I tossed my shirt rather than struggle with it, but I kept the pattern. Both the shirt hem and the pants are really intriguing, details that I can use again.

Last week I used a remnant of Kaufman Laguna knit jersey to make a Cali Faye Gardenia dress. Just image the pic below in white instead of black.

This is one of my very favorite knit dresses, and I’ve decided to order Laguna in black. BTW, I make mine with a midi length hem, my only change. I truly like the sleeve, being self-conscious about my scarred scleroderma arms. I know – in a perfect world it doesn’t matter, but I am far from perfect πŸ™‚

Meanwhile, I ordered a beautiful canvas from Stof, destined shortly to be 30″ x 40″ framed art for my bedroom.

STOF France Maisonnette Duck Multicolore

It joins two other fabric pieces from Stof that I’ve framed for the bedroom. All are large prints, vibrant, unusual, each is a journey and simply nice to have around me.

STOF France Zoya Multiflore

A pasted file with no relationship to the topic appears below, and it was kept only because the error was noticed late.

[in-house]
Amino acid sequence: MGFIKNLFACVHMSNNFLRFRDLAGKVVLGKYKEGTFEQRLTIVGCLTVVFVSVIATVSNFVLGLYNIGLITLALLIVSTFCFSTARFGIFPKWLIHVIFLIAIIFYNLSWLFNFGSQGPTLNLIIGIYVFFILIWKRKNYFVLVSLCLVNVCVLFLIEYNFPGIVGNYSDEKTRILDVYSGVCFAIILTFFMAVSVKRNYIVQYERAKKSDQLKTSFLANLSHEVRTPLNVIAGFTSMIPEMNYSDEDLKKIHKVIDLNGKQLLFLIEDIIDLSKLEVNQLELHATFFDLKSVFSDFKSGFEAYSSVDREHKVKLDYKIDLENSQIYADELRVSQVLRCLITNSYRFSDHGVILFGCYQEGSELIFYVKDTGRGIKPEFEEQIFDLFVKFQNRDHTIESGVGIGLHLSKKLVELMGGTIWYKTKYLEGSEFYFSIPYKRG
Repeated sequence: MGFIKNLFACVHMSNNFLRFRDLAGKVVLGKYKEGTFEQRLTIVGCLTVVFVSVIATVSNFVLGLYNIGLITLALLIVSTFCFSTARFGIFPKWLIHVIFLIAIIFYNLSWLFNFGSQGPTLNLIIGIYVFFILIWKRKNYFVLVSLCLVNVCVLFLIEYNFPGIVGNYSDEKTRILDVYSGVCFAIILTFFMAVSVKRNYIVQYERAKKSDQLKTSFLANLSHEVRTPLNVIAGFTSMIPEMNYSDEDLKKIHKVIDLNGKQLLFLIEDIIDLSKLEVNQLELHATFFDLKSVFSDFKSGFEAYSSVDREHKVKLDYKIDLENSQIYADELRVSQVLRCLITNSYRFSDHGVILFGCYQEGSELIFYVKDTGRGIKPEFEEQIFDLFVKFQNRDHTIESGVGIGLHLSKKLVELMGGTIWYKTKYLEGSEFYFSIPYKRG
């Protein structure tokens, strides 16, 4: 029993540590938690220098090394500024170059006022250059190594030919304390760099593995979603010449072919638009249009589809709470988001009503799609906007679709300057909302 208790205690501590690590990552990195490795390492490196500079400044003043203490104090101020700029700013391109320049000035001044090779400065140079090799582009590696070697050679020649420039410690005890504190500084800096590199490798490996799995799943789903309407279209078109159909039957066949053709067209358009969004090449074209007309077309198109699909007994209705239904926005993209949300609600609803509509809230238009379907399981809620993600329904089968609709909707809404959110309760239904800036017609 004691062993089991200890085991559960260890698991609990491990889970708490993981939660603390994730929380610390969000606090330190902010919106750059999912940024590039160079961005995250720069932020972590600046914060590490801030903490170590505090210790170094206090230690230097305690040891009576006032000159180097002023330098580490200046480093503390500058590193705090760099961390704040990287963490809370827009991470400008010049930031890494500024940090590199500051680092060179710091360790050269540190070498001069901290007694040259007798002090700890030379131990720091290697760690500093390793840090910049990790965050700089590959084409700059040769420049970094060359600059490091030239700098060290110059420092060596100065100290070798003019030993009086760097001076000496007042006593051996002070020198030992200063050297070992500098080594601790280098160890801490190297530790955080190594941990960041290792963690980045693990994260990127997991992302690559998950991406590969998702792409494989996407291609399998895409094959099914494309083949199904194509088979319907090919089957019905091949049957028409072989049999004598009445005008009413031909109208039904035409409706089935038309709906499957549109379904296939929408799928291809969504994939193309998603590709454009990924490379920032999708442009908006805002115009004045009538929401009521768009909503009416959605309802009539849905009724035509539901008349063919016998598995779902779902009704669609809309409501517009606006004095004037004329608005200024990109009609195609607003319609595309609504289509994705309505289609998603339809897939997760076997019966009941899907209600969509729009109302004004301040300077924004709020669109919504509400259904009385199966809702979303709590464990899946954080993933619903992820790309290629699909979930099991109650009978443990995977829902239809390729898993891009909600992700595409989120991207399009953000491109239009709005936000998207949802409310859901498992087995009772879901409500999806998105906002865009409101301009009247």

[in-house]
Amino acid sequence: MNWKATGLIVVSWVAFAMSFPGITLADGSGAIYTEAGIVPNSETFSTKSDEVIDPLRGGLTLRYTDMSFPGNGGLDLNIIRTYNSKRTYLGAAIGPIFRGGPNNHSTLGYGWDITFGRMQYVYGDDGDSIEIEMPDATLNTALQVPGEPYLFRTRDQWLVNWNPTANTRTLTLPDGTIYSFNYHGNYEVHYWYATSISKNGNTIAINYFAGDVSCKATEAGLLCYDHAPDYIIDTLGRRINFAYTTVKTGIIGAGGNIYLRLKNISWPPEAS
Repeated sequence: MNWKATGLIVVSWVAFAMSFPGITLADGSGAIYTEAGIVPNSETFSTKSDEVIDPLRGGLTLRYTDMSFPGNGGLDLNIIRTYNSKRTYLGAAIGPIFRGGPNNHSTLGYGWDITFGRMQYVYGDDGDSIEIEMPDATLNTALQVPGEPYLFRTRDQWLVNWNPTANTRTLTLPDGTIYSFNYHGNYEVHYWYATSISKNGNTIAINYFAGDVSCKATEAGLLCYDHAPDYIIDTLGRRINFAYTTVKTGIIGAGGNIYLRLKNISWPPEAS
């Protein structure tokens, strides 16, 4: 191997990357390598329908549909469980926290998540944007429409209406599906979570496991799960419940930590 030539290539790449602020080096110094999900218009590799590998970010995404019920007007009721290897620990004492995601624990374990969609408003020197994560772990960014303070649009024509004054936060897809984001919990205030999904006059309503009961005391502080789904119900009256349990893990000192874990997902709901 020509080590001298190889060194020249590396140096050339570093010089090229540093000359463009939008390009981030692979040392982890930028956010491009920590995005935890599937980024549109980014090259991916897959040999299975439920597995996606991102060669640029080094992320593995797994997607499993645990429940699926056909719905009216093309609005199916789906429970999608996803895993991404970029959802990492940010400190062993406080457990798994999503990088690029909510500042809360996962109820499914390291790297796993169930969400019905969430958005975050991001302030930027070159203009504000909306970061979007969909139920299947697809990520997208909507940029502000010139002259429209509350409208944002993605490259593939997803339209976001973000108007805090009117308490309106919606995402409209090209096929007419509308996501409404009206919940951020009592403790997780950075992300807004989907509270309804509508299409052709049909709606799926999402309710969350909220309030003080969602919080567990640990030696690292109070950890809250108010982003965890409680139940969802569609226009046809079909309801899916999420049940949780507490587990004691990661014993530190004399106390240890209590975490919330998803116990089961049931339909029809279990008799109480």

STOF France New Orleans

Forgot to add. I just joined and was treated to a free download of the very popular M7969! I made it in 2019, chose the wrong size, and didn’t keep the pattern. Now I plan a search for a nice print and a remake.

That’s it for now. It’s late, it’s decaf coffee time, and I need to order that black knit fabric before I run out of things to do πŸ™‚

Ciao – Coco

Fibre Mood Ermine Blouse – delightful

It’s that strange time of the year, between Christmas and the New Year. Wishing for more Christmas, anticipating the end of a year. So – I got myself into gear, makeup, camera, some action. Got to go for it and get off my stool.